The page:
Alberta Slip makes a great base for glazes because not only is it almost a complete glaze by itself but it has low thermal expansion, it works well with frits and slurry properties can be adjusted.
Plainsman Clays has manufactured Alberta Slip since 1988 as a substitute for Albany Slip. The project to duplicate Albany was done with an early version of Digitalfire INSIGHT software and is an excellent example of the power of glaze chemistry calculations in creating material substitutes.
However Alberta Slip is much more plastic (and therefore shrinks more during drying) than the original Albany and this has been a concern for some. However on rethinking, the extra plasticity is actually an advantage because it creates the possibility of a shrinkage-adjustable material (by blending raw with calcine). Calcining is not a problem for most companies or people, only red-heat and a short soak are required to destroy the plasticity of a bisqued container full of the powder.
When you begin to experiment with it you realize why the original Albany Clay became so popular and widely used. It worked so well all by itself as a glaze that many recipes employing it specified more than 75% Albany.
The simplest way to utilize Alberta Slip is just mix it with water and fire on a stoneware clay at cone 10. In oxidation it melts to a transparent brown glossy. In reduction it is a tenmoku, a very deep brown glossy maroon that breaks to a rust on edges. This tenmoku works on stonewares and porcelains and fires with a low thermal expansion that is unlikely to craze. It is not quite as glossy as classic tenmokus.
Alberta Slip is a great base glaze for browns and darker colors that employ iron as part of the staining mechanism. Adding more iron to the material produces a progression that goes to metallic and then crystal dominated deep maroon rust colors.
One place where Alberta Slip really shines at high temperature is for black. There is just no better what to make a black glaze. All it takes it 1% Mason 6666 or 6600 to get a jet black glossy in reduction. Adding more up to 5% of either moves toward metallic effects with an increasing silky and then matte surface.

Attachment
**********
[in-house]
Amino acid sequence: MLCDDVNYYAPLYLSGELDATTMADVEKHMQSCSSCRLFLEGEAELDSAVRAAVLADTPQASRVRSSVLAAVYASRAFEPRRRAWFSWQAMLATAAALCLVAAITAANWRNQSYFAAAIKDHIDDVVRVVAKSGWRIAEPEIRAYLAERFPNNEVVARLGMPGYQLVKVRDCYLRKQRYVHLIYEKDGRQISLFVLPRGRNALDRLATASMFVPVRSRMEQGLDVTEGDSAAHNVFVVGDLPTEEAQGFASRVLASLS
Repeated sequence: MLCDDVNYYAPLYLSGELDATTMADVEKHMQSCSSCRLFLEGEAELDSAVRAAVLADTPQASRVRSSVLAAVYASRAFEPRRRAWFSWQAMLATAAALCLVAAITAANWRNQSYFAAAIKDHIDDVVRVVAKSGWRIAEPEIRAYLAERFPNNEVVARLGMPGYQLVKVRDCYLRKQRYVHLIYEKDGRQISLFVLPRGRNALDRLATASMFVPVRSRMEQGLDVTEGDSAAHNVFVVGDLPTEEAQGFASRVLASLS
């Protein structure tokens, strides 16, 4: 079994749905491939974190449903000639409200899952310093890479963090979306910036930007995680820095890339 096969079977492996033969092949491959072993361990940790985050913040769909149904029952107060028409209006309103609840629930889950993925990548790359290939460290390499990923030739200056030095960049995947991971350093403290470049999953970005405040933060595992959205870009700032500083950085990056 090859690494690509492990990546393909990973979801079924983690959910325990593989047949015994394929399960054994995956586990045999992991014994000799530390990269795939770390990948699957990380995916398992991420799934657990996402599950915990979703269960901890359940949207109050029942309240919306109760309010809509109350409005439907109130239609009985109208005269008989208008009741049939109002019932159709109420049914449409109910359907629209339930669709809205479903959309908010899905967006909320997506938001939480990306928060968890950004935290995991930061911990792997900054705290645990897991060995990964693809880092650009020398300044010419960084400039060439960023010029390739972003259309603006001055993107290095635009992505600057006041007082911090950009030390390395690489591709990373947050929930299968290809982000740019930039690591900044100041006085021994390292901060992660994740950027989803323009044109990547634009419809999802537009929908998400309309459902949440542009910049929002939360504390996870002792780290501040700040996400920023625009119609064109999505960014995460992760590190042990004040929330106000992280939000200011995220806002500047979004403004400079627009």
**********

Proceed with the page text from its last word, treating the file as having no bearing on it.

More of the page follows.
All you need to do is add 20% Ferro Frit 3134 and the material melts in a manner similar to what it does by itself at cone 10. Amazingly, you can produce a surprising range of colors from this brown burning material. Adding rutile turns it into a beautiful blue by 5%. Adding Tin lightens the brown color.
The classic Albany recipe was 85 Albany, 11 Lithium Carbonate and 4% tin. This produced a beautifully variegated brown that exhibited all manner of dark and light tones depending on thickness. Alberta Slip I did not work well with this recipe because of its high drying shrinkage, but Alberta Slip II is perfect. However, like Albany, the glazes tends to shiver on many clays. I thus altered it to 5 lithium, 21 Ferro Frit 3195, 4 tin and 75 Alberta Slip. It fires to a very similar effect and is obviously going to be less likely to leach lithium into food or drink. Like the original, it melts to a very smooth and defect free surface even where it is applied very thinly.
Like cone 10, the material excels as a base for black glazes. All you need to do is add a black stain to the 80:20 base. You can add a small amount of cobalt (1%) for a glossy black or large amount of cobalt or copper (10%+) to get a metallic black (larger amounts of stain also increase the degree of black). You can also transplant the color mechanism of one of the many existing black glaze recipes in the public domain. One of the popular ones uses a mix of cobalt, iron and manganese.
It is obviously possible to get Alberta Slip to melt at earthenware temperatures, but large amounts of frit are required (50%+). I have not experimented significantly with this.
G2451B Alberta Slip cone 6 glaze with 5% alumina calcined added.
2, 3, 4, 5% rutile added to an 80:20 mix of Alberta Slip:Frit 3134 at cone 6. This variegating mechanism of rutile is well-known among potters. Rutile can be added to many glazes to variegate existing color and opacification. If more rutile is added the surface turns an ugly yellow in a mass of titanium crystals.
This is 85% Alberta Slip, 11% lithium and 4% tin fired at cone 6 in oxidation. Like the original Albany version, it has a very low thermal expansion (because of the high lithium content) and likes to shiver on many bodies.
This is 100% Alberta Slip (outside) on a buff stoneware (left) and iron stoneware (right) fired to cone 10R. The glaze is made using a blend of roast and raw (as instructed at the PlainsmanClays.com product page). Alberta Slip was originally formulated during the 1980s (using Insight software) as a chemical duplicate of Albany Slip. The inside: G2947U transparent. The intensity of the color depends on firing, add a little iron oxide (e.g. 1%) if needed.
Duplicating Albany Slip
How Alberta Slip was created by analysing and duplicating the physical and chemical properties of Albany Slip
Alberta Slip data sheet at PlainsmanClays.com
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